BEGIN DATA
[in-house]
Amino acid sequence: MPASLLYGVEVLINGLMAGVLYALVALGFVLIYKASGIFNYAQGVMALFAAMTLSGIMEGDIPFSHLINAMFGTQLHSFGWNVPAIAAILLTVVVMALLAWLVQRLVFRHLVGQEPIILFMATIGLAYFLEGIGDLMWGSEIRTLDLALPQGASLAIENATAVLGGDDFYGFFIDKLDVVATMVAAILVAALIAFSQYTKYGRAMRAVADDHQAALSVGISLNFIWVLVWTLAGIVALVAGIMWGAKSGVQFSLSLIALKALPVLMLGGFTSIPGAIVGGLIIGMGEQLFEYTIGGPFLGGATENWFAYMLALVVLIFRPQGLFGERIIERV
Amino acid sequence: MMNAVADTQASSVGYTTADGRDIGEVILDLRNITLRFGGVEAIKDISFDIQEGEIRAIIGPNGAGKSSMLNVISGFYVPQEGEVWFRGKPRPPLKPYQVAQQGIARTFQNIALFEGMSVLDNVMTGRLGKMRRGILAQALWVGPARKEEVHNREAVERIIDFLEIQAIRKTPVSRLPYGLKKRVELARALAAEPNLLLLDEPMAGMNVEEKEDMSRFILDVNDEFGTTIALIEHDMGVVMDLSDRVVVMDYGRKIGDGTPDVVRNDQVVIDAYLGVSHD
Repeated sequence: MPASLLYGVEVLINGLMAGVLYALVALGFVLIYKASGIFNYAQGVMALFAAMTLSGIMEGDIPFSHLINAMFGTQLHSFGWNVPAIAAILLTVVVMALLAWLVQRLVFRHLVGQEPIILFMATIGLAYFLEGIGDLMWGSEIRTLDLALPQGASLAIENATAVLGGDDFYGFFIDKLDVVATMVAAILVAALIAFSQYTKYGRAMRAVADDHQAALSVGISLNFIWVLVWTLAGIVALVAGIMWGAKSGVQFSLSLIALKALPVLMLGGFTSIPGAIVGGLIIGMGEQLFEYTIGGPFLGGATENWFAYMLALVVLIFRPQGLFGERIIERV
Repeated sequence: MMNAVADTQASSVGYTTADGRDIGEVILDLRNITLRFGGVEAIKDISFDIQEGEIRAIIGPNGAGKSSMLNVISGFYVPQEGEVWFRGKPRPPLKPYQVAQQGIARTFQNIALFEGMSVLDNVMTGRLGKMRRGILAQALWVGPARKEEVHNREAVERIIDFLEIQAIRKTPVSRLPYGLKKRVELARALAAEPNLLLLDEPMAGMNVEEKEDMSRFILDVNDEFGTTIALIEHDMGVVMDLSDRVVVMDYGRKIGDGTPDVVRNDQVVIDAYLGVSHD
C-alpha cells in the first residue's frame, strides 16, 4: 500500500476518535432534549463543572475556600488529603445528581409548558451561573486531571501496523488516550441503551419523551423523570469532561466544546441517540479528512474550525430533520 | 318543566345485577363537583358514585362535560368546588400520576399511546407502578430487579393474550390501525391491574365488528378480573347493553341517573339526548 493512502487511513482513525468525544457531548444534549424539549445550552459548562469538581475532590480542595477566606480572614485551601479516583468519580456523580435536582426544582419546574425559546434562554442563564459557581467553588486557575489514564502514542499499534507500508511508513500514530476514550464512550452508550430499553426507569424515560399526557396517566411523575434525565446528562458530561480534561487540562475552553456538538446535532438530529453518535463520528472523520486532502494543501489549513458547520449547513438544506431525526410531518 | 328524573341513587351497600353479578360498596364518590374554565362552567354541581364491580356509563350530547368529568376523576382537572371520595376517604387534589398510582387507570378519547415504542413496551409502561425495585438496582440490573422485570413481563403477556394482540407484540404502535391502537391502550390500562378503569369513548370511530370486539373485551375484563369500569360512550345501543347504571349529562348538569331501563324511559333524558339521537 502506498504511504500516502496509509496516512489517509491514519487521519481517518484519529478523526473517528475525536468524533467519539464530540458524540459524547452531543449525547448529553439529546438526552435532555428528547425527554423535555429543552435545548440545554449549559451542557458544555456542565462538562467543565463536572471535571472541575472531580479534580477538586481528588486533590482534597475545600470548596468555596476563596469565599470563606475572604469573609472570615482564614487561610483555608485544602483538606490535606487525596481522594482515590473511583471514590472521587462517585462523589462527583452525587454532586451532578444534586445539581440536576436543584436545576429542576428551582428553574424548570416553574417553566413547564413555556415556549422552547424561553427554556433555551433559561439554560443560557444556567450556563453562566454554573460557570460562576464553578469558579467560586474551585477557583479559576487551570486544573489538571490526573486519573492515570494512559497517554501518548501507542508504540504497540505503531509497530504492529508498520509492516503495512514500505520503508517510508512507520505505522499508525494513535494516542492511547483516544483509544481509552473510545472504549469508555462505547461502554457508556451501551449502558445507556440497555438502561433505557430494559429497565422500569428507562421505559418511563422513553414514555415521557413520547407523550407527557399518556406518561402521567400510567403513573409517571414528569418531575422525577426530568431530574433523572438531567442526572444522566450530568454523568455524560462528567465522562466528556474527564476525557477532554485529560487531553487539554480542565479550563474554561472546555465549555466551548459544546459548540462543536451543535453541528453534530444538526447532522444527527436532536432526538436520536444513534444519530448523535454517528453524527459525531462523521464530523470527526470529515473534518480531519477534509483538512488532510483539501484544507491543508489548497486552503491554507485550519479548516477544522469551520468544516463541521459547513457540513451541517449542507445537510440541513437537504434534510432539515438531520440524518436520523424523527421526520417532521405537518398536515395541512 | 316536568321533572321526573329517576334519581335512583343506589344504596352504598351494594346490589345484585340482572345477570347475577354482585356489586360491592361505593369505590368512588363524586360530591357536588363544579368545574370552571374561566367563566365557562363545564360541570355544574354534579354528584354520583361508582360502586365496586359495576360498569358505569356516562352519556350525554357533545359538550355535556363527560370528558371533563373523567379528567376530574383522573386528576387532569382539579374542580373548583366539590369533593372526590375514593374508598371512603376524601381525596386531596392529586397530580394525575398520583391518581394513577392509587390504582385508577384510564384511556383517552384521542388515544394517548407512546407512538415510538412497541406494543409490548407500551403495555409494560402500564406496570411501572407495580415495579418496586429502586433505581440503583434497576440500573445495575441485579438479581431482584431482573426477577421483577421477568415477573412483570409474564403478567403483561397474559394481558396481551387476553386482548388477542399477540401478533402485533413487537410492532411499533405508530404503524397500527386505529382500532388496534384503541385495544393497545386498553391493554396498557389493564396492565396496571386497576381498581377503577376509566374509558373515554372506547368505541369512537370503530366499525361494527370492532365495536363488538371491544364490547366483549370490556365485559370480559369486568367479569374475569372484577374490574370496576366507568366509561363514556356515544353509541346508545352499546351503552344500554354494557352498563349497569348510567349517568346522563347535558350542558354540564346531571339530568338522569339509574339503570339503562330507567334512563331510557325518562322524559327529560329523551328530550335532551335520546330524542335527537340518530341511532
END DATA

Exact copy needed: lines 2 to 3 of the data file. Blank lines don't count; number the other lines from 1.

Amino acid sequence: MPASLLYGVEVLINGLMAGVLYALVALGFVLIYKASGIFNYAQGVMALFAAMTLSGIMEGDIPFSHLINAMFGTQLHSFGWNVPAIAAILLTVVVMALLAWLVQRLVFRHLVGQEPIILFMATIGLAYFLEGIGDLMWGSEIRTLDLALPQGASLAIENATAVLGGDDFYGFFIDKLDVVATMVAAILVAALIAFSQYTKYGRAMRAVADDHQAALSVGISLNFIWVLVWTLAGIVALVAGIMWGAKSGVQFSLSLIALKALPVLMLGGFTSIPGAIVGGLIIGMGEQLFEYTIGGPFLGGATENWFAYMLALVVLIFRPQGLFGERIIERV
Amino acid sequence: MMNAVADTQASSVGYTTADGRDIGEVILDLRNITLRFGGVEAIKDISFDIQEGEIRAIIGPNGAGKSSMLNVISGFYVPQEGEVWFRGKPRPPLKPYQVAQQGIARTFQNIALFEGMSVLDNVMTGRLGKMRRGILAQALWVGPARKEEVHNREAVERIIDFLEIQAIRKTPVSRLPYGLKKRVELARALAAEPNLLLLDEPMAGMNVEEKEDMSRFILDVNDEFGTTIALIEHDMGVVMDLSDRVVVMDYGRKIGDGTPDVVRNDQVVIDAYLGVSHD